I was recently introduced as a “Body Positive Influencer.” Whilst I know it was meant as a compliment, being described this way made me feel uncomfortable.
I’ve spent decades obsessing over my body and food and when I finally made peace with both and learned self-love, instead, I was tempted to bare my body and start shouting about how we all must love ourselves, just as we are. I believe that’s incredibly important, by the way.
However one of the problems I had – and still have – with becoming a “Body Positive Influencer,” or activist, or ambassador, or whatever you want to call it, and aligning myself to what is now a recognized movement, is I felt at risk of replacing one obsession with another. Instinctively I knew I’d shift my obsession with changing my body and eating habits to obsessing over proving I love myself, belly rolls included. Also I felt there’d be no room for change, and I’d actually have to maintain my curvier figure, otherwise I’d risk accusations of being a traitor to the movement.
I’ve confessed this before… I love my body now, but I still want to change it. Only these days that desire doesn’t come from a place of desperation–believing I’ll only be worthy if I reach a certain weight–it comes from a desire to be my fittest and healthiest self, for myself. There’s an enormous difference between the two, but I don’t feel there’s much room for this type of thinking within the body positive movement. There’s little room for a woman who loves her body but who can also be honest and admit she wants to change it. Yet a change made from a place of love, is the most powerful change of all.
These days if a woman admits she wants to change the body she’s got, it’s almost like she’s committing an act against feminism.
There are other things about the movement that make me feel uncomfortable. Let’s talk about the lack of diversity. Recognized influencers, activists and ambassadors come in similar body shapes and sizes. I admire the work of Taryn Brumfitt and Ashley Graham, who are typical, high-profile examples. The same thread runs though advertising campaigns by brands keen to cash in on the movement, yet these brands are being applauded simply because they didn’t use “regular” models.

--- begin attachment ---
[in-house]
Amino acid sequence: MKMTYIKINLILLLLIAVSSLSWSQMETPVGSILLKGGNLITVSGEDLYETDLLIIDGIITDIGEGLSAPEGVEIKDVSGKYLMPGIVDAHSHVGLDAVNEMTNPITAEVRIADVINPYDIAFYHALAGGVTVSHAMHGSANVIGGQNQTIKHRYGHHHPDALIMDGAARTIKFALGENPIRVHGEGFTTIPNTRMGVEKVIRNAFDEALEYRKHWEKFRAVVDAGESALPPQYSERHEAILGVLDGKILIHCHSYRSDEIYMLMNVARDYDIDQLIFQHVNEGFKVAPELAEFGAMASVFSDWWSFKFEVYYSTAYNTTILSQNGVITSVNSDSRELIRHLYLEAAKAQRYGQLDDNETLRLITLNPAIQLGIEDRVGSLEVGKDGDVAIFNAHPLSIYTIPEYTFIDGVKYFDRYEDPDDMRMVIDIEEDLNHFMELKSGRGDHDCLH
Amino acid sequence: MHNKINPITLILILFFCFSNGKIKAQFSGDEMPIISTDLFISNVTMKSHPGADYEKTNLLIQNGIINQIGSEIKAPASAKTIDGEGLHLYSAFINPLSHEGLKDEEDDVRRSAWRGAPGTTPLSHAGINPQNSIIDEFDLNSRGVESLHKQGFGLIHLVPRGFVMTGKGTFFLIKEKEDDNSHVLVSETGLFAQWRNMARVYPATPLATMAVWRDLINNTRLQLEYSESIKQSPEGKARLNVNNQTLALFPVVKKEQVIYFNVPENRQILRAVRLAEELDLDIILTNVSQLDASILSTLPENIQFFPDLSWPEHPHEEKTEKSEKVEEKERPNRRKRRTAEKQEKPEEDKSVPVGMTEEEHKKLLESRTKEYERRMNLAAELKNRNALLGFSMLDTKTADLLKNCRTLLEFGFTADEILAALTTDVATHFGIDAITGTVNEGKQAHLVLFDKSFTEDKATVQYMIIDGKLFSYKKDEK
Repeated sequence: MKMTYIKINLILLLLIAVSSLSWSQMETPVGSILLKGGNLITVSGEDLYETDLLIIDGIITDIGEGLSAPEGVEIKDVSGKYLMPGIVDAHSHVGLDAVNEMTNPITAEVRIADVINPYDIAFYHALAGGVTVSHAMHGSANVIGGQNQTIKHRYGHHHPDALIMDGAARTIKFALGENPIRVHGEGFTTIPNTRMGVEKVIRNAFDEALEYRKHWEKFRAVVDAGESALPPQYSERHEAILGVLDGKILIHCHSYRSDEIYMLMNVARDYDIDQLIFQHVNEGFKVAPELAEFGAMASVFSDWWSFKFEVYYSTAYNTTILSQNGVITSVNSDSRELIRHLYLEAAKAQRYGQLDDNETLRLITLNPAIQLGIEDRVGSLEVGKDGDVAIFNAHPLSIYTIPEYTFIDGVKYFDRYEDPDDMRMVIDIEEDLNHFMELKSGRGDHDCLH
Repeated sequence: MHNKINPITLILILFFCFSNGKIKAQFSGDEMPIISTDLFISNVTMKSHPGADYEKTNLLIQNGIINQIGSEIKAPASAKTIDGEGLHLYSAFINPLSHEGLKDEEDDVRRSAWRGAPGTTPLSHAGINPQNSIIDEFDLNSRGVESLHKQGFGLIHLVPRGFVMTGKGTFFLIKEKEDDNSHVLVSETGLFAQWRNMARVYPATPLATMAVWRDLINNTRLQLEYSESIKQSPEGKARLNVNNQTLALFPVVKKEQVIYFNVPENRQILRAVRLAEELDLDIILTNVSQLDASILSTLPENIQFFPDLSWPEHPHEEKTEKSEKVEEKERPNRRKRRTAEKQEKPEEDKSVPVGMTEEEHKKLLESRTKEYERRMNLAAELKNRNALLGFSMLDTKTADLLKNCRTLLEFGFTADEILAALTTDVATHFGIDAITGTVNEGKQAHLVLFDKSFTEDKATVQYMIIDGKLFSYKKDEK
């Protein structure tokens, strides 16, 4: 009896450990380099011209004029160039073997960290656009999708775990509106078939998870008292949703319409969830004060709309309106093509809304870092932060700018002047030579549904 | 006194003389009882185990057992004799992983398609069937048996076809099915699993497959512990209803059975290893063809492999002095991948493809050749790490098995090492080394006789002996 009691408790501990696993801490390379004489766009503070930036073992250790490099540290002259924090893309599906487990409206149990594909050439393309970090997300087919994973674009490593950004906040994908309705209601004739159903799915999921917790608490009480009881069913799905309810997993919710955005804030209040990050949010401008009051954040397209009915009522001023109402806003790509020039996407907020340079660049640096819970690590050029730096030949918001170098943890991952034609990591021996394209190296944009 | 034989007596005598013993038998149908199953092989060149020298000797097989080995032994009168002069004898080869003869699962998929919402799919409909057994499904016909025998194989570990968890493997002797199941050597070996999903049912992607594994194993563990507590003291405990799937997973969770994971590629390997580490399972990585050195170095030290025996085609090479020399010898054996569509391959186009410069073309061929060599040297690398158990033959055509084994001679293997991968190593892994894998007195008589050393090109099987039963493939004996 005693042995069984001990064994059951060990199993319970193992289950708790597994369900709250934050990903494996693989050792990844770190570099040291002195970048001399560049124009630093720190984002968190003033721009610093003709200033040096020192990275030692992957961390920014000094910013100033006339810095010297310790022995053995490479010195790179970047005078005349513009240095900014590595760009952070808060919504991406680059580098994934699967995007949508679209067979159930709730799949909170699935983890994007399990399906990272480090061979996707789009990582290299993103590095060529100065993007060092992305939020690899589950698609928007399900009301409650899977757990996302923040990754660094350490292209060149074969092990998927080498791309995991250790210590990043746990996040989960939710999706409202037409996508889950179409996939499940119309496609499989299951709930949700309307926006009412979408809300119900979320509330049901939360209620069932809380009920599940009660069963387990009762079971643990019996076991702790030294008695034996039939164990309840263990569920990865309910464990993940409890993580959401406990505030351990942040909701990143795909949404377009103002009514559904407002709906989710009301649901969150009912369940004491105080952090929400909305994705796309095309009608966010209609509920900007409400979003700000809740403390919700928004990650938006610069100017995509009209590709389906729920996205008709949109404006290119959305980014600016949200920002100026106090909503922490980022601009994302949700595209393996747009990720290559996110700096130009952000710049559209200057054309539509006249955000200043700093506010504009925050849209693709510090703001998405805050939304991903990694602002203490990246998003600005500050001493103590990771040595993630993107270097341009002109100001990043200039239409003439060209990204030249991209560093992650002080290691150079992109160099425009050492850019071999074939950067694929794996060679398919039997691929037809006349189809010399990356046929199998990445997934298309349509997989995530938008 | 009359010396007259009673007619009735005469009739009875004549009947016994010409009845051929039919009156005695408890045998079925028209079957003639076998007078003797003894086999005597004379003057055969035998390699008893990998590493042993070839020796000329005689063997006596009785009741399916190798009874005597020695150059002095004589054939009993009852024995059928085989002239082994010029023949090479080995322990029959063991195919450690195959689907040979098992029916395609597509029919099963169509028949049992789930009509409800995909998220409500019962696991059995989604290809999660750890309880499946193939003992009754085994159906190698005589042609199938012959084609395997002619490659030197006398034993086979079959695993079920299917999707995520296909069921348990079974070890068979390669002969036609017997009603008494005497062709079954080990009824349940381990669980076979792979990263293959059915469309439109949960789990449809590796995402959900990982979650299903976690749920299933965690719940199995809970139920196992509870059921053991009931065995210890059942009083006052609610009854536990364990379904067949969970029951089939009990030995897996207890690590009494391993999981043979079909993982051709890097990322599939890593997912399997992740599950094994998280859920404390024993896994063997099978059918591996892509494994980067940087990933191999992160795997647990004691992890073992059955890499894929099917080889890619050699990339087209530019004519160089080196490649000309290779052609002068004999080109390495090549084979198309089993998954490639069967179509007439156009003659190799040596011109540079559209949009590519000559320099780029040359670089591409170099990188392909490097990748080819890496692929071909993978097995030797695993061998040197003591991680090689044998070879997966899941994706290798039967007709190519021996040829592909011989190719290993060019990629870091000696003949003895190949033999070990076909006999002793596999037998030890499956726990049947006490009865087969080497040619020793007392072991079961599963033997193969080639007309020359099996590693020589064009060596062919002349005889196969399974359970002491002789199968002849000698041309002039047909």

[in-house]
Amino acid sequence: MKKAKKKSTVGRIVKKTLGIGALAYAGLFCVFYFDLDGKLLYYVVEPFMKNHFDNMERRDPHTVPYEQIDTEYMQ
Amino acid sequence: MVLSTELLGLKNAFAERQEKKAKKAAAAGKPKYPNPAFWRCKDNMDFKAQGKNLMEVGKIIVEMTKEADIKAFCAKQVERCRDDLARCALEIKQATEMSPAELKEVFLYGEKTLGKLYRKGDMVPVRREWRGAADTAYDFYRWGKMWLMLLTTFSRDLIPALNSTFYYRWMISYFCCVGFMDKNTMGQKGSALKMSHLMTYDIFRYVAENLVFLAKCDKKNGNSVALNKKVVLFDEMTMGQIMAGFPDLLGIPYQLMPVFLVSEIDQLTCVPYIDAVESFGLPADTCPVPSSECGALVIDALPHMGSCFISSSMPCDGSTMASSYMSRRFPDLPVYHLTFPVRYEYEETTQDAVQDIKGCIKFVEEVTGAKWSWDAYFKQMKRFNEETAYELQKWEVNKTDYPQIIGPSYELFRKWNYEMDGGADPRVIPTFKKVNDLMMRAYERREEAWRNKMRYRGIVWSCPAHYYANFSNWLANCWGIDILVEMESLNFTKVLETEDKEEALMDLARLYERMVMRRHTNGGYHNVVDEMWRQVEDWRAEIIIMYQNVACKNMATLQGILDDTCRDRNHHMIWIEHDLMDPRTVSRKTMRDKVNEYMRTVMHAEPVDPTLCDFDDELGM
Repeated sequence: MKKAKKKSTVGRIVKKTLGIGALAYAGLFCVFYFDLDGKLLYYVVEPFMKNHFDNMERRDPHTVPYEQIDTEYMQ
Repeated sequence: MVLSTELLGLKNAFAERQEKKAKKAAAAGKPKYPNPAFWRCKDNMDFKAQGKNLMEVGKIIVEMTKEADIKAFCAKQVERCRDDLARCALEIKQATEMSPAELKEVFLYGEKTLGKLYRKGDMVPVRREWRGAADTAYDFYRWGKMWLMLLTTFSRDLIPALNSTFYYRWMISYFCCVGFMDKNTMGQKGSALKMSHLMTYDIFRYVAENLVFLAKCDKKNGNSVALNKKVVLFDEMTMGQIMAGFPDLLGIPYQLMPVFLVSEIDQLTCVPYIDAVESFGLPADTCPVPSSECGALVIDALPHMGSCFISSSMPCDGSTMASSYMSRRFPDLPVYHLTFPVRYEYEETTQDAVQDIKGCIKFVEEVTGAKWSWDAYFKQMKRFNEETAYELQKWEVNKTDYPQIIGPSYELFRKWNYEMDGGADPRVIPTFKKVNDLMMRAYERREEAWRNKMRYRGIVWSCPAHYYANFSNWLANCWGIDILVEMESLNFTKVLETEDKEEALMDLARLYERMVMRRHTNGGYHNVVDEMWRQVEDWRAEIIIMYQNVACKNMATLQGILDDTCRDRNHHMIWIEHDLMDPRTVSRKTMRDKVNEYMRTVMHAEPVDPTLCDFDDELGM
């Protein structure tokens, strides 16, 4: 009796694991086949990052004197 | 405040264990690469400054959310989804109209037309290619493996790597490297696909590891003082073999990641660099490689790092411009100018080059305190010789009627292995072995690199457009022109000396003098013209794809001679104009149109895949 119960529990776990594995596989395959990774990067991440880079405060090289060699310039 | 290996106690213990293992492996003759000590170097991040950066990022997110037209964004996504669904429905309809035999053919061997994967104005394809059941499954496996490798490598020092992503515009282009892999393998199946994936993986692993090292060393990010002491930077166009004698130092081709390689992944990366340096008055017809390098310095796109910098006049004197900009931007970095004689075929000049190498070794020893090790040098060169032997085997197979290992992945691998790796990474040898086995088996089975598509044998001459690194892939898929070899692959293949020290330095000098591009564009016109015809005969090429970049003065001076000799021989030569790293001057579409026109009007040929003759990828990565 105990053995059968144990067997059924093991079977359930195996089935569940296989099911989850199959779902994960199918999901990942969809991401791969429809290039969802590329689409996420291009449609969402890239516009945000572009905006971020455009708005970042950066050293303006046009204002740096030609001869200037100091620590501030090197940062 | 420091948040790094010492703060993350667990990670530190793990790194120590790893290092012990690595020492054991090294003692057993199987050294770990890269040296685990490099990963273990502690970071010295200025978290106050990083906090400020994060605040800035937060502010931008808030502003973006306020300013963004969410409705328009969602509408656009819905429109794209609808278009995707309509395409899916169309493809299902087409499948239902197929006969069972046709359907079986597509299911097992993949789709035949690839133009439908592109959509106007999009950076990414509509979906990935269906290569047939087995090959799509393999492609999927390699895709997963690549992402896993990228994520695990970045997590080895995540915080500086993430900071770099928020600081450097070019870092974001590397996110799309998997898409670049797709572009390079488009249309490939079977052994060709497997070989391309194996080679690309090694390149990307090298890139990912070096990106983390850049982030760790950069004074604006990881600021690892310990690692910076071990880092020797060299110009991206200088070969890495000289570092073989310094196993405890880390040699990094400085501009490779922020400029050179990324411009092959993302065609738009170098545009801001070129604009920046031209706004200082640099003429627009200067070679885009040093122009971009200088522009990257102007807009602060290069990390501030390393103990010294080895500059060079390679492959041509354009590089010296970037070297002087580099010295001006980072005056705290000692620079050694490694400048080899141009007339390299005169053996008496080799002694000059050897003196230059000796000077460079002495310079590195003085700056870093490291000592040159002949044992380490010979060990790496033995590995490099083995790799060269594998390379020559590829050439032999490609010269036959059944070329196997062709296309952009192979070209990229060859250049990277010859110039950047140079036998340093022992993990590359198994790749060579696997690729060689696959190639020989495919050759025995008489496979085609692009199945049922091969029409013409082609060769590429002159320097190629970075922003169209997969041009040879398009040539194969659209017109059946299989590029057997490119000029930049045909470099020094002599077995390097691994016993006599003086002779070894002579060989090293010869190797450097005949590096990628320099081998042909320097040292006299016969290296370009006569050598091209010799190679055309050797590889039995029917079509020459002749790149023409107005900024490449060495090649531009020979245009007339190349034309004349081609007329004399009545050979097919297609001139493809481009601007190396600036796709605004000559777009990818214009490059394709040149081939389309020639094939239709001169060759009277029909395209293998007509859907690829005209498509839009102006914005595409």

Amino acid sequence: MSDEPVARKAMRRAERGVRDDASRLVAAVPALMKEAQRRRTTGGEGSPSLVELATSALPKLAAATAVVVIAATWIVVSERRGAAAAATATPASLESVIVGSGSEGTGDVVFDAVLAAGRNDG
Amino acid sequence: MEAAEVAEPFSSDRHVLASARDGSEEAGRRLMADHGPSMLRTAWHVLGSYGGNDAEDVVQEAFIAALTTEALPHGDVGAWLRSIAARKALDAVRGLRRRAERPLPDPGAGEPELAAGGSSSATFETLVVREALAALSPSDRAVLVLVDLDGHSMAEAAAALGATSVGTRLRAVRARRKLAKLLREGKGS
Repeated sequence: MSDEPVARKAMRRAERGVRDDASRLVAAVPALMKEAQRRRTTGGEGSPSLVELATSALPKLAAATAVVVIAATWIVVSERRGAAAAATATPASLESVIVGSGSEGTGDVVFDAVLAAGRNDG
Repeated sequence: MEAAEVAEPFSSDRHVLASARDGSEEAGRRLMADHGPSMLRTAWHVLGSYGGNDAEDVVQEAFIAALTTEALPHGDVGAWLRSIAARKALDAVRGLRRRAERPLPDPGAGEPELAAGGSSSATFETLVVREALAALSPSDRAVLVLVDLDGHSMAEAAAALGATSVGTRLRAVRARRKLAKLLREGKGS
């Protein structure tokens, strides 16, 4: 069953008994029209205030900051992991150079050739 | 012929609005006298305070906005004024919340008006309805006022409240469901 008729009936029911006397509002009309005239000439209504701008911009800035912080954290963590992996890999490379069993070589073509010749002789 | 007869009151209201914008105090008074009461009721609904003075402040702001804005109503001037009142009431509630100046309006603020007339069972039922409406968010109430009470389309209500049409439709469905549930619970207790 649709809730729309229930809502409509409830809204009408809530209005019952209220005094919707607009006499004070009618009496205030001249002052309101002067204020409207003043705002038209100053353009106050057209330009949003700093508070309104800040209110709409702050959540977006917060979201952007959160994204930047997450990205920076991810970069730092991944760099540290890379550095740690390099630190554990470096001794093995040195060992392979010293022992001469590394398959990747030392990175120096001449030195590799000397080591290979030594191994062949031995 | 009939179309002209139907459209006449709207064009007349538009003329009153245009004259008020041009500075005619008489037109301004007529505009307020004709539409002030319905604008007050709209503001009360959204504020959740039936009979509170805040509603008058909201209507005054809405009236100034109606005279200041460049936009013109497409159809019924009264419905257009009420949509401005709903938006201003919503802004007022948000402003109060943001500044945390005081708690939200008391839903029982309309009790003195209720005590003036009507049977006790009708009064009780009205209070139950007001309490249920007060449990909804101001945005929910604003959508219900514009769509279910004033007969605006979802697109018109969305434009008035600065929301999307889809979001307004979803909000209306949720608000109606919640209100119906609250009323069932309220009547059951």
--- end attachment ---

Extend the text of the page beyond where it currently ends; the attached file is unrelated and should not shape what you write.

Do you see what’s really happening here? Once more women are being told what the “ideal body” is under the guise of being “body positive.”
The aspect that disturbs me most is the way some body positive influencers encourage woman to love their bodies, whilst simultaneously trashing women who have bodies that don’t match their own or who want to change what they have. When will women stop pitting one body type against another?
What if we all become body positive role models; leading by example through our attitudes, behaviors and values and encouraging all women to love their bodies rather than focusing on a certain type of shape, size and woman?
What if we support one another’s decisions, even if another woman’s choice for her body is different from our own?
What if we become brave enough to have difficult conversations about what we want to change and, why, rather than trying to force acceptance? Maybe then we’ll actually get to the root cause of body image issues because we’ll finally be listening.
Even better, let’s go beyond viewing our bodies as being an entity detached from our heads, hearts and souls and start encouraging women to form a relationship and connect with it, to tune into their intuition and actually trust themselves.
Now that would be revolutionary.
The Pro-Body project is usually published fortnightly, but I’m taking a summer break, see you back here in September! And thank you so much for all your wonderful support this past year.
You can read the first entry here and some of the most popular entires in the series are as follows:
- The First Time I Was Body Shamed.
- 5 Tips To Help You Quit Dieting.
- Your Body In The Bedroom.
- Do You Weigh Yourself?
- What Nobody’s Saying About Self-Care.